May, 2015, Washington, DC—Results from the National Awareness of ENERGY STAR® for 2014 are now available. Analysis of the data from the fifteenth annual Consortium for Energy Efficiency (CEE) household survey shows the strength of the ENERGY STAR brand by measuring label recognition, understanding, and influence on purchasing decisions. Consistent adherence to the brand tenets by EPA and DOE and long-term brand promotion by members of CEE and trade allies has paid off. In 2014, 89 percent of households recognized the ENERGY STAR label when it was shown to them. This constitutes an increase of 48 percent since CEE first conducted the survey in 2000.
"This year’s survey results show that the ENERGY STAR label continues to be strongly recognized and used by the majority of Americans,” observed Kira Ashby, Program Manager with Evaluation, Research and Behavior at CEE. “This research demonstrates the continued impact efficiency program administrators have in promoting the label, and CEE members are proud to support this report.”
EPA analyzes a survey commissioned by CEE, a nonprofit organization of energy efficiency program administrators. Program administrators are important stakeholders in ENERGY STAR because they promote efficiency in many of the over seventy ENERGY STAR product categories to help achieve reductions in energy use at the local level. Likewise, through local incentives for the purchase of ENERGY STAR labeled products, efficiency programs help ENERGY STAR achieve its goal of lowering greenhouse gas emissions.
The report shows that significantly more households in 2014—81 percent—have seen or heard of the ENERGY STAR label without a visual aid, compared with 2013, which achieved 73 percent.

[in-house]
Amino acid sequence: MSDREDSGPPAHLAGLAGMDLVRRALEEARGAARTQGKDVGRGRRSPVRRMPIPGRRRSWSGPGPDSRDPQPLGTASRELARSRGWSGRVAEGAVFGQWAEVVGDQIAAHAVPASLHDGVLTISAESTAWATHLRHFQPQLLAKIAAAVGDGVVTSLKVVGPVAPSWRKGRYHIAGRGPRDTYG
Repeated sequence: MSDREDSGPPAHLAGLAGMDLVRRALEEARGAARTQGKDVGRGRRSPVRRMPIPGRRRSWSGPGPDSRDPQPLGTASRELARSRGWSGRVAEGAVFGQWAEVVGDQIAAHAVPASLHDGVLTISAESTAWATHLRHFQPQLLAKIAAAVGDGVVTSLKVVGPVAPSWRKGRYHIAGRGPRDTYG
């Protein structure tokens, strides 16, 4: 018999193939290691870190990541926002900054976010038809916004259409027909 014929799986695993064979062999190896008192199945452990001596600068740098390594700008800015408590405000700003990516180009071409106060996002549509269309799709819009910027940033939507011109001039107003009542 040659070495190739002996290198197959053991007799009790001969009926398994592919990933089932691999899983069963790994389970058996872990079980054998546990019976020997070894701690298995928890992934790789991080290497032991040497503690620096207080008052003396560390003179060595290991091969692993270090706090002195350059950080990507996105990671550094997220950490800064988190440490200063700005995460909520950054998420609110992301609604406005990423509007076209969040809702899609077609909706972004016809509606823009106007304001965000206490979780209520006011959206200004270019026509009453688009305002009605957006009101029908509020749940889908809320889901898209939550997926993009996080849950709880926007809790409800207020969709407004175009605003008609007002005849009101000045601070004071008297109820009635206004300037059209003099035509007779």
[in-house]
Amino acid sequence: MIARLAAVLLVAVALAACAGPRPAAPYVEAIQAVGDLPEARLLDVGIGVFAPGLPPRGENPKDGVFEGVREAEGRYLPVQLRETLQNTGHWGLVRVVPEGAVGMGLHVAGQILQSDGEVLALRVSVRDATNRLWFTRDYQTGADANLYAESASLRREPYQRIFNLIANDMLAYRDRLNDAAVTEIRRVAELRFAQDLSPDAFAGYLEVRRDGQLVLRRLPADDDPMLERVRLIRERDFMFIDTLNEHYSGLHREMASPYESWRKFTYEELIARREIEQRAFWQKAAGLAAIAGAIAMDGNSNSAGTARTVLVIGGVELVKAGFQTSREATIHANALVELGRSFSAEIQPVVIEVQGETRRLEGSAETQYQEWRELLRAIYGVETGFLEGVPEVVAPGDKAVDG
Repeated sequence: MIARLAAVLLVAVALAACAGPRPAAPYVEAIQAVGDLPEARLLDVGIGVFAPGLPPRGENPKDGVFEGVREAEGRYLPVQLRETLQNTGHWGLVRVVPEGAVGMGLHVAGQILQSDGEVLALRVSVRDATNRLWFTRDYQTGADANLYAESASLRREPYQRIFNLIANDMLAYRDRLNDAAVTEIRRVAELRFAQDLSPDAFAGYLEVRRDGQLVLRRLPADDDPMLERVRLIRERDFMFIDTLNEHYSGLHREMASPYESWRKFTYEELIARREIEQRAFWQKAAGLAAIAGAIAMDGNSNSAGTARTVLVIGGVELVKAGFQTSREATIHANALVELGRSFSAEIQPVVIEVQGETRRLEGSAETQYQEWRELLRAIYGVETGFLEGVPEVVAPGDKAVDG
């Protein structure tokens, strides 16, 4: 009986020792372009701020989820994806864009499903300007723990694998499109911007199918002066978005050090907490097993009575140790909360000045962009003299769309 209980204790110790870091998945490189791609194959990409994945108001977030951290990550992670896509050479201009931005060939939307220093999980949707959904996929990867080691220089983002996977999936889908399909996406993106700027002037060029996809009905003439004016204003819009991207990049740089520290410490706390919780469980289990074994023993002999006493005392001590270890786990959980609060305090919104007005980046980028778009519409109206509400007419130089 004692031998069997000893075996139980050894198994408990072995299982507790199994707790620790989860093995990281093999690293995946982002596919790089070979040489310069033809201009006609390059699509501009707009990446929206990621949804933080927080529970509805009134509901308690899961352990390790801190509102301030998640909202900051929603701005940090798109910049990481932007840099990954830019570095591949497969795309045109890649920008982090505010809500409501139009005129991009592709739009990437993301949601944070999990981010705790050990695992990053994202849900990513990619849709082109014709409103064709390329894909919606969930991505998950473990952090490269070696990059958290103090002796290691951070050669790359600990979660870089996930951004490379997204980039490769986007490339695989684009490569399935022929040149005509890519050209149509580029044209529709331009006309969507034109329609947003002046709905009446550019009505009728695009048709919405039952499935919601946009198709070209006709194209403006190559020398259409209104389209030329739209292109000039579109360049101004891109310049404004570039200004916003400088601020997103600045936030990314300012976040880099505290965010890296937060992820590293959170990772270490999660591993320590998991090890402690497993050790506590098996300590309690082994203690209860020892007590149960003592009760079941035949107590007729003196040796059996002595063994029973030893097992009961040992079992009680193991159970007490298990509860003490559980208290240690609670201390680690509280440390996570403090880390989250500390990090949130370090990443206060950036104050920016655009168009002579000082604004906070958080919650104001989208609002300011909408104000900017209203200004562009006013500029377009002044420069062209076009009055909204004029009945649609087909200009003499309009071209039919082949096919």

The value of the ENERGY STAR program has been built over time through a combination of publicity generated by CEE members, ENERGY STAR partners, other stakeholders, and ENERGY STAR itself. Efficiency program administrators in particular helped propel the growth of ENERGY STAR through their local messaging and promotions. This one-two punch of national and local promotion has created an audience that recognizes the label, understands its meaning, and demonstrates loyalty to the label. All these activities give the ENERGY STAR brand tremendous marketplace clout. CEE members were recently recognized by ENERGY STAR for these efforts.
ENERGY STAR® is the simple choice for energy efficiency. For more than 20 years, people across America have looked to EPA's ENERGY STAR program for guidance on how to save energy, save money, and protect the environment. Behind each blue label is a product, building, or home that is independently certified to use less energy and cause fewer of the emissions that contribute to climate change. Today, ENERGY STAR is the most widely recognized symbol for energy efficiency in the world, helping families and business save $360 billion on utility bills, while reducing greenhouse gas emissions by 2.5 billion metric tons since 1992. Join the millions who are already making a difference at www.energystar.gov.
For fifteen years, CEE has fielded the ENERGY STAR survey to collect national data on consumer recognition, understanding, and purchasing influence of the ENERGY STAR label, as well as on messaging and product purchases. This information provides critical evidence about the effectiveness of supporting ENERGY STAR at the national level. Additionally, CEE members may choose to supplement the survey with additional sample points and questions in order to assess ENERGY STAR awareness in their own service areas.
CEE is an award-winning consortium of efficiency program administrators from the United States and Canada. Members work to unify program approaches across jurisdictions to increase the success of efficiency in markets. By joining forces at CEE, individual electric and gas efficiency programs are able to partner not only with each other, but also with other industries, trade associations, and government agencies. Working together, administrators leverage the effect of their ratepayer funding, exchange information on successful practices and, by doing so, achieve greater energy efficiency for the public good.